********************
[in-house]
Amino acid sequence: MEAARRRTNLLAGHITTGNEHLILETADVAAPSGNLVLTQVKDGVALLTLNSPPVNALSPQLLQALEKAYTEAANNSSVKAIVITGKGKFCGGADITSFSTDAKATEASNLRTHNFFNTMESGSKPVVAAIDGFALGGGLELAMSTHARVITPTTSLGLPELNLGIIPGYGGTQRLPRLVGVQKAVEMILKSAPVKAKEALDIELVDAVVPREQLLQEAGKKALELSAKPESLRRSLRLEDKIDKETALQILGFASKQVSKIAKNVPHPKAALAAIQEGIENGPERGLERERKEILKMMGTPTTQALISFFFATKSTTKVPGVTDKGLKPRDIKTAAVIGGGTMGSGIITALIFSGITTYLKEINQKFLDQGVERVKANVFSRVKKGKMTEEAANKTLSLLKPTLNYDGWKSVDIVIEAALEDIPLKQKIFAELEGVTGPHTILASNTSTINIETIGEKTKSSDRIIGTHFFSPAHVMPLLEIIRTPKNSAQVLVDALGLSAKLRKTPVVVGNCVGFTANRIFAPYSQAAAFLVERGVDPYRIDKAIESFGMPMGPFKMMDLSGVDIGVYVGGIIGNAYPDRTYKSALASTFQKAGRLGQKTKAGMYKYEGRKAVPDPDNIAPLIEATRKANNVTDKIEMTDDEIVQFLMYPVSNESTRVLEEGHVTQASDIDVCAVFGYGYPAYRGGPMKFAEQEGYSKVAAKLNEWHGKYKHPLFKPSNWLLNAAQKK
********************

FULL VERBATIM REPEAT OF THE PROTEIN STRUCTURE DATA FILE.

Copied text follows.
[in-house]
Amino acid sequence: MEAARRRTNLLAGHITTGNEHLILETADVAAPSGNLVLTQVKDGVALLTLNSPPVNALSPQLLQALEKAYTEAANNSSVKAIVITGKGKFCGGADITSFSTDAKATEASNLRTHNFFNTMESGSKPVVAAIDGFALGGGLELAMSTHARVITPTTSLGLPELNLGIIPGYGGTQRLPRLVGVQKAVEMILKSAPVKAKEALDIELVDAVVPREQLLQEAGKKALELSAKPESLRRSLRLEDKIDKETALQILGFASKQVSKIAKNVPHPKAALAAIQEGIENGPERGLERERKEILKMMGTPTTQALISFFFATKSTTKVPGVTDKGLKPRDIKTAAVIGGGTMGSGIITALIFSGITTYLKEINQKFLDQGVERVKANVFSRVKKGKMTEEAANKTLSLLKPTLNYDGWKSVDIVIEAALEDIPLKQKIFAELEGVTGPHTILASNTSTINIETIGEKTKSSDRIIGTHFFSPAHVMPLLEIIRTPKNSAQVLVDALGLSAKLRKTPVVVGNCVGFTANRIFAPYSQAAAFLVERGVDPYRIDKAIESFGMPMGPFKMMDLSGVDIGVYVGGIIGNAYPDRTYKSALASTFQKAGRLGQKTKAGMYKYEGRKAVPDPDNIAPLIEATRKANNVTDKIEMTDDEIVQFLMYPVSNESTRVLEEGHVTQASDIDVCAVFGYGYPAYRGGPMKFAEQEGYSKVAAKLNEWHGKYKHPLFKPSNWLLNAAQKK